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Lars Osberg

A national unemployment rate of 6.3 per cent in 2017 or 5.8 per cent in 2018 is only ‘low’ compared to what Canadians have got used to. Between 1946 and 1975, Canada’s unemployment rate averaged 4.7 per cent and since then the labour force has become much better educated and considerably older, which should have reduced the unemployment rate significantly. This chapter asks what ‘full employment’ would look like in Canada in the early 21st century, how we might we get there and why we might want to. It begins by discussing why ‘full employment’ became a policy priority of government in Canada after 1946, but then disappeared after 1980 – collateral damage in Canada’s successful war on inflation. It then addresses the political economy context created by the 30-year stagnation of earnings produced by that policy decision. Recent econometric evidence on the possibility that lower unemployment might cause inflation is discussed. The long-term costs of inadequate labour demand and the available macroeconomic policy tools that could produce full employment are then surveyed. The chapter concludes that full employment can and should be reinstated as a major policy objective of Canadian governments.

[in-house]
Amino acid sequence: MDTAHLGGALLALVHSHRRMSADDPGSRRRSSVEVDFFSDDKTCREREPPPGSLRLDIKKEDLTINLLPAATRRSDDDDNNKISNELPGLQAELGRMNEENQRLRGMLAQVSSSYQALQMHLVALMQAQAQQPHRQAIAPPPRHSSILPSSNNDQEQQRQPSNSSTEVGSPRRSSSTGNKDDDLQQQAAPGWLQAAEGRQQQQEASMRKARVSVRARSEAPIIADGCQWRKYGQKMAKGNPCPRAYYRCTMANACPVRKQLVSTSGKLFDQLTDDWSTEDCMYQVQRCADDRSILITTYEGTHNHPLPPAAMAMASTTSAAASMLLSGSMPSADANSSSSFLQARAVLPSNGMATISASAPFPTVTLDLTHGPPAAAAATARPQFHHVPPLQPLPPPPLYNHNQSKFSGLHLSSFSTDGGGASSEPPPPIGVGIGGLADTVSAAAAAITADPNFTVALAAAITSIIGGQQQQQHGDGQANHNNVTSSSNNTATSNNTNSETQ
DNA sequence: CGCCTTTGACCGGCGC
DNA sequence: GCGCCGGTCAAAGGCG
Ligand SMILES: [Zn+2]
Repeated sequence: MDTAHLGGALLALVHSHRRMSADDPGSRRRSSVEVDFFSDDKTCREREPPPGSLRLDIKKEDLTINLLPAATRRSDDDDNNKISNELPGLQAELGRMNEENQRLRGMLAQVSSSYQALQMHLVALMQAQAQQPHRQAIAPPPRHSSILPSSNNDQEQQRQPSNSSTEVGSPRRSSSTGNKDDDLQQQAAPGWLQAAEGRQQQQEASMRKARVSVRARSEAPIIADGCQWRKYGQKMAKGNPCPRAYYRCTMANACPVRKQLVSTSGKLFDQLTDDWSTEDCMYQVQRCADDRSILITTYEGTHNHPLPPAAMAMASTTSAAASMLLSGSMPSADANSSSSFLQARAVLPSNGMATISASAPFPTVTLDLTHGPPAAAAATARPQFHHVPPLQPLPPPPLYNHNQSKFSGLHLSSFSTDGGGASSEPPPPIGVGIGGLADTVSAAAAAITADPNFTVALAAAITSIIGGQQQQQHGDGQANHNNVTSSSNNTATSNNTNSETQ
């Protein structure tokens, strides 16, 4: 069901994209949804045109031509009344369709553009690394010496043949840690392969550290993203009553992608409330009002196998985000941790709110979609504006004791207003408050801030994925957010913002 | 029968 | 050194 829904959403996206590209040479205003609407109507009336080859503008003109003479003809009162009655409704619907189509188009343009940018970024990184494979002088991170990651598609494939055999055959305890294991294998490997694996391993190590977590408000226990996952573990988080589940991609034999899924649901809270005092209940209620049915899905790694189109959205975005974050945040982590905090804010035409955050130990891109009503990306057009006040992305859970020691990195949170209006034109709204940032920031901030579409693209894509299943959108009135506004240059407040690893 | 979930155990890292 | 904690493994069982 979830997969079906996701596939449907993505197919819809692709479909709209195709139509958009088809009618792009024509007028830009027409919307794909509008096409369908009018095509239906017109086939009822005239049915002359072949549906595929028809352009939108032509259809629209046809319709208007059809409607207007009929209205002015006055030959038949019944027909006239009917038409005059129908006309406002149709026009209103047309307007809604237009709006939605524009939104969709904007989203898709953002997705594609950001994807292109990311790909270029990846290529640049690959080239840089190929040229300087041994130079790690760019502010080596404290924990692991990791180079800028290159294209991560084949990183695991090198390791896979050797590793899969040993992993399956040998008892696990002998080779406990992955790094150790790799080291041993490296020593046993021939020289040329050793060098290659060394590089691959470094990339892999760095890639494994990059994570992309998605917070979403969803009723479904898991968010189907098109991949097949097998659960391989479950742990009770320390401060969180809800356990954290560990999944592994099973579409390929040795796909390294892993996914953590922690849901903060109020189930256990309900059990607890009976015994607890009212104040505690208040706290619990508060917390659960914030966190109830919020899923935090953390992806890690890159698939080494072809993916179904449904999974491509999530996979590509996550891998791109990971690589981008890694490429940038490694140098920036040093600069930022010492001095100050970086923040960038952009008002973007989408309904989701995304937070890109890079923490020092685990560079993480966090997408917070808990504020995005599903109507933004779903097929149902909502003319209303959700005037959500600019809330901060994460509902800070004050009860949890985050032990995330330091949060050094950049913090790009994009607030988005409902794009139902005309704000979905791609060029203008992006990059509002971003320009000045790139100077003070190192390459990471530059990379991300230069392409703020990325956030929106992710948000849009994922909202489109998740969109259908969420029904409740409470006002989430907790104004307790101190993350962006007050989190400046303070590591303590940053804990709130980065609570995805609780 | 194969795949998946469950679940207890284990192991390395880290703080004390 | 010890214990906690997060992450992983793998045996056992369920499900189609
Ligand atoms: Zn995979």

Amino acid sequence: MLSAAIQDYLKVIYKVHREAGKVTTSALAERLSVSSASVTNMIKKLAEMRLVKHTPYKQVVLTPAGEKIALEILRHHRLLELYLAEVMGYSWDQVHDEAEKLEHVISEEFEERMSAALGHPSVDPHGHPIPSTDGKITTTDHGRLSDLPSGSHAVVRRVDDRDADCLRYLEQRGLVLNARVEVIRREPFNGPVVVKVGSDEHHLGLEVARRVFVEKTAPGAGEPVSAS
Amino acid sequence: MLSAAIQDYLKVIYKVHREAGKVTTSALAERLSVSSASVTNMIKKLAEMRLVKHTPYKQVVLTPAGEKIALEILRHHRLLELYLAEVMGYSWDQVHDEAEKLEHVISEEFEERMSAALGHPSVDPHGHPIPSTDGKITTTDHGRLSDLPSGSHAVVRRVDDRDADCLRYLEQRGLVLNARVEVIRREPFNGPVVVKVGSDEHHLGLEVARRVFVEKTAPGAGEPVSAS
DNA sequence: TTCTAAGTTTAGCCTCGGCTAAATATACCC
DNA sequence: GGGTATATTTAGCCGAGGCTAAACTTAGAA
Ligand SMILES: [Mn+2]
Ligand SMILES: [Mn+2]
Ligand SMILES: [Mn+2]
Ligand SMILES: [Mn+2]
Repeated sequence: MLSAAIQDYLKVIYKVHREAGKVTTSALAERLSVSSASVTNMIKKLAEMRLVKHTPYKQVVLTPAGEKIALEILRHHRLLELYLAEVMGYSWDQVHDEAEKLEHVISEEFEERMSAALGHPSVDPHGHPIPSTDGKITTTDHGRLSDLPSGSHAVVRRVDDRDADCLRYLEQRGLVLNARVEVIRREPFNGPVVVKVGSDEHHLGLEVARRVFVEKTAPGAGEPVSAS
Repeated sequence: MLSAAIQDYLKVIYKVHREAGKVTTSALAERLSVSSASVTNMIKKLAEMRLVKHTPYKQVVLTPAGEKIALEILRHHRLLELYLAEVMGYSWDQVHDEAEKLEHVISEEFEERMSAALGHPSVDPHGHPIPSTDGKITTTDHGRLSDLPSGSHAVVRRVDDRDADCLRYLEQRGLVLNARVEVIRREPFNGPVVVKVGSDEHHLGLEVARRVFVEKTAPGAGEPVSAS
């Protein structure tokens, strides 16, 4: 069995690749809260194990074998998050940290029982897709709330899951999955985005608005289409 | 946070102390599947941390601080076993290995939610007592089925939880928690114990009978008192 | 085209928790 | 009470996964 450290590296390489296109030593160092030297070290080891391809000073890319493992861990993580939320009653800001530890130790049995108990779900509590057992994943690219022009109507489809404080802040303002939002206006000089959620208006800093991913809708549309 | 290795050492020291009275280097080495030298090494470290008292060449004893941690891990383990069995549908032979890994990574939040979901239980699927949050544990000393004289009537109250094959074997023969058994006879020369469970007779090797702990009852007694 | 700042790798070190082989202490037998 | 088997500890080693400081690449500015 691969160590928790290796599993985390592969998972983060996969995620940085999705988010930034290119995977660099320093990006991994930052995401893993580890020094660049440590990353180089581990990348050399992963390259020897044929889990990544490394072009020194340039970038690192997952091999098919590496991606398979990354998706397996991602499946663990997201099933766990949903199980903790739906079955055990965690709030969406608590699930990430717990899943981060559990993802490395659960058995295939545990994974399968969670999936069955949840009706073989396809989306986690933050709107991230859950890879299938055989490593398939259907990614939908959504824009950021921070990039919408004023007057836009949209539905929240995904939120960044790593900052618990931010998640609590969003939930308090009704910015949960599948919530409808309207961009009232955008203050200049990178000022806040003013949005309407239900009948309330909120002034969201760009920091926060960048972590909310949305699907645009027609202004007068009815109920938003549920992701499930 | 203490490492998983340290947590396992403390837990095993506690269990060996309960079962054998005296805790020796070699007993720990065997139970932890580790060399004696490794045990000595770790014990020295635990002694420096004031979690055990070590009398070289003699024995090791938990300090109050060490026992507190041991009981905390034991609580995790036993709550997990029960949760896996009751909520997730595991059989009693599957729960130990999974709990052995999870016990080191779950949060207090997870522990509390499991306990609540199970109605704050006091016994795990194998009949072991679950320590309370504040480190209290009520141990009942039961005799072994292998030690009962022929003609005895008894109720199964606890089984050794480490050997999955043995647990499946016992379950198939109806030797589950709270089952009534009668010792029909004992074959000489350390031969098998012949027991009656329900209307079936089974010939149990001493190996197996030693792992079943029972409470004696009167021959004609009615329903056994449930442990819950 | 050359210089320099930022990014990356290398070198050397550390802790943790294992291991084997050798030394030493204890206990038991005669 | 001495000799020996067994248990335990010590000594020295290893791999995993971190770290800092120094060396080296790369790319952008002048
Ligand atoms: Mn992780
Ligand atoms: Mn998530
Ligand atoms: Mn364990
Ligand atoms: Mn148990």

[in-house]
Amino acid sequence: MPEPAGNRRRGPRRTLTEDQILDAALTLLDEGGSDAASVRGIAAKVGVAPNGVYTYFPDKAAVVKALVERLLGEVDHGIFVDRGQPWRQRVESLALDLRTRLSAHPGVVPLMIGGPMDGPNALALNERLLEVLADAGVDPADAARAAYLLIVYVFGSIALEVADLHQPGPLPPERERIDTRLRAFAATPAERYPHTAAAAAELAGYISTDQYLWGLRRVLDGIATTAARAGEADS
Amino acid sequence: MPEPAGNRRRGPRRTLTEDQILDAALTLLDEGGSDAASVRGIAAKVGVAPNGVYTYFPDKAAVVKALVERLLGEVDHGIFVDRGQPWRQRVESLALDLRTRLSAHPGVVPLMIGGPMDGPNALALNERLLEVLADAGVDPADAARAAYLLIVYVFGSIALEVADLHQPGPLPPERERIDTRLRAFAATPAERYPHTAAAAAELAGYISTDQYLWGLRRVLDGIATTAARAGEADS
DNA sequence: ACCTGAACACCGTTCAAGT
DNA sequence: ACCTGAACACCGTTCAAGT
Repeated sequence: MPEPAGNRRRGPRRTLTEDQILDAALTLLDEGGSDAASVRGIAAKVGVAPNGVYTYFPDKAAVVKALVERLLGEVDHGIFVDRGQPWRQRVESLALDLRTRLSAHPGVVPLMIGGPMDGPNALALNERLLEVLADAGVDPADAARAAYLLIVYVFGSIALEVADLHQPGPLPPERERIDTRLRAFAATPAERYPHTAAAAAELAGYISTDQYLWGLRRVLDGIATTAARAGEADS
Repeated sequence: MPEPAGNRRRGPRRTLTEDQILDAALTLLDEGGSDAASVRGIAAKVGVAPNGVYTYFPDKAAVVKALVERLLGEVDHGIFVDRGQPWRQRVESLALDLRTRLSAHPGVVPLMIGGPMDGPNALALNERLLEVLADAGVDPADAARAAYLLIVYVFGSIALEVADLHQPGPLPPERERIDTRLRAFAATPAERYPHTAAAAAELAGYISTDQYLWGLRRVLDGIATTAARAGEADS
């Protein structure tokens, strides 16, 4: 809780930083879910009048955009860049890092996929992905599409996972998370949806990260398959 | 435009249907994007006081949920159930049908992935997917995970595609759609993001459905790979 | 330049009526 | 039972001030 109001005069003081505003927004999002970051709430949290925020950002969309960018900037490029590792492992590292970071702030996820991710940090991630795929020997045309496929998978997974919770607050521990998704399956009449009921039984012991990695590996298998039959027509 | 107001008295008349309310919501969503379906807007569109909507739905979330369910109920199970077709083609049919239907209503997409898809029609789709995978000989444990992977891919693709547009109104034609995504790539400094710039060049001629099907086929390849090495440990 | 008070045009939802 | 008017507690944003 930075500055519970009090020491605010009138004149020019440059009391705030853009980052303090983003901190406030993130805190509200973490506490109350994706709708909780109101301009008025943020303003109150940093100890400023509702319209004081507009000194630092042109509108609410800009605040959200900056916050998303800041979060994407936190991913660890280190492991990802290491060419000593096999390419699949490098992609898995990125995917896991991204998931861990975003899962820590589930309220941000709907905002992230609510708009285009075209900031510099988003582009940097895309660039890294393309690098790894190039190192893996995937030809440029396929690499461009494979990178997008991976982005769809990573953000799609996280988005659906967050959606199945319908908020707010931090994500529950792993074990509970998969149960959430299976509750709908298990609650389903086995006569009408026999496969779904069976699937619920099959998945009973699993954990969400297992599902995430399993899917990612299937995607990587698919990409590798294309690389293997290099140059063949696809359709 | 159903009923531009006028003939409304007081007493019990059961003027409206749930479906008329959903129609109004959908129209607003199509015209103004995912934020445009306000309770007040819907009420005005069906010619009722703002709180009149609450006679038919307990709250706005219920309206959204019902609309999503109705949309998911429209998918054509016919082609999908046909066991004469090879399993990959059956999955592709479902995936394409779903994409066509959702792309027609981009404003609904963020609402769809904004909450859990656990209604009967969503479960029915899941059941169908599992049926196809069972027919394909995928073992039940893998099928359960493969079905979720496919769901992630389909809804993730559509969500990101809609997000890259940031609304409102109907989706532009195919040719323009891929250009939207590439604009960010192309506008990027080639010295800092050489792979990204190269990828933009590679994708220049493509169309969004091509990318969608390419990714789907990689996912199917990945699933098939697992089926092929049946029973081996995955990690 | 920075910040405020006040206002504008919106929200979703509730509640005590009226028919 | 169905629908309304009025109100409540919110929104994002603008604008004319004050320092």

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Lars Osberg

The chapter discusses how economic insecurity has been measured, and the implications of different measurement strategies. After clarifying the common conceptual elements in available definitions of economic insecurity, it presents a summary of the four main measurement strategies developed in the current emerging empirical literature on economic insecurity, which emphasize: (1) large income losses; (2) the buffering role of wealth; (3) income volatility relative to personal trend; and (4) the hazards of unemployment, illness, family break-up and old age. Although there is now no consensus on which measurement method produces the best explanatory measure of economic insecurity, results are qualitatively similar and robust across different methods. Concluding remarks emphasize the importance of economic insecurity for public policy.

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Lars Osberg and Andrew Sharpe